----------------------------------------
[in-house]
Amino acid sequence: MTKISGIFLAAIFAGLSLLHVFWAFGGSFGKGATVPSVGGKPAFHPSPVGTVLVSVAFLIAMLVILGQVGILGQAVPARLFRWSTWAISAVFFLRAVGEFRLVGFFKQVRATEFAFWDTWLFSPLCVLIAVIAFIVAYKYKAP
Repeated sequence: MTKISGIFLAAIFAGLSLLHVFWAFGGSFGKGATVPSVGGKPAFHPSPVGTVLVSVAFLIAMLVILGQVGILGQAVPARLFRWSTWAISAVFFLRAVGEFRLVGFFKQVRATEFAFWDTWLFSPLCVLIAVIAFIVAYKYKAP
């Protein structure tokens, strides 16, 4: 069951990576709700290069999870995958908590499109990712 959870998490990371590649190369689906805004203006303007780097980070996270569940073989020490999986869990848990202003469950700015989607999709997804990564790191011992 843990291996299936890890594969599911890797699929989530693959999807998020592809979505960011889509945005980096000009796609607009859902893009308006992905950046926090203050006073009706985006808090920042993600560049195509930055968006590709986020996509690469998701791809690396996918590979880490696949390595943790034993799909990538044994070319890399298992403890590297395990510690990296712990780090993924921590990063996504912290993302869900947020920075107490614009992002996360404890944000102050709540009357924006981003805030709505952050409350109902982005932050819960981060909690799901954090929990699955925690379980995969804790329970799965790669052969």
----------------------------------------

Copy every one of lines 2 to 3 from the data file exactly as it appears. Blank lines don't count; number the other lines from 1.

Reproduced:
Amino acid sequence: MTKISGIFLAAIFAGLSLLHVFWAFGGSFGKGATVPSVGGKPAFHPSPVGTVLVSVAFLIAMLVILGQVGILGQAVPARLFRWSTWAISAVFFLRAVGEFRLVGFFKQVRATEFAFWDTWLFSPLCVLIAVIAFIVAYKYKAP
Repeated sequence: MTKISGIFLAAIFAGLSLLHVFWAFGGSFGKGATVPSVGGKPAFHPSPVGTVLVSVAFLIAMLVILGQVGILGQAVPARLFRWSTWAISAVFFLRAVGEFRLVGFFKQVRATEFAFWDTWLFSPLCVLIAVIAFIVAYKYKAP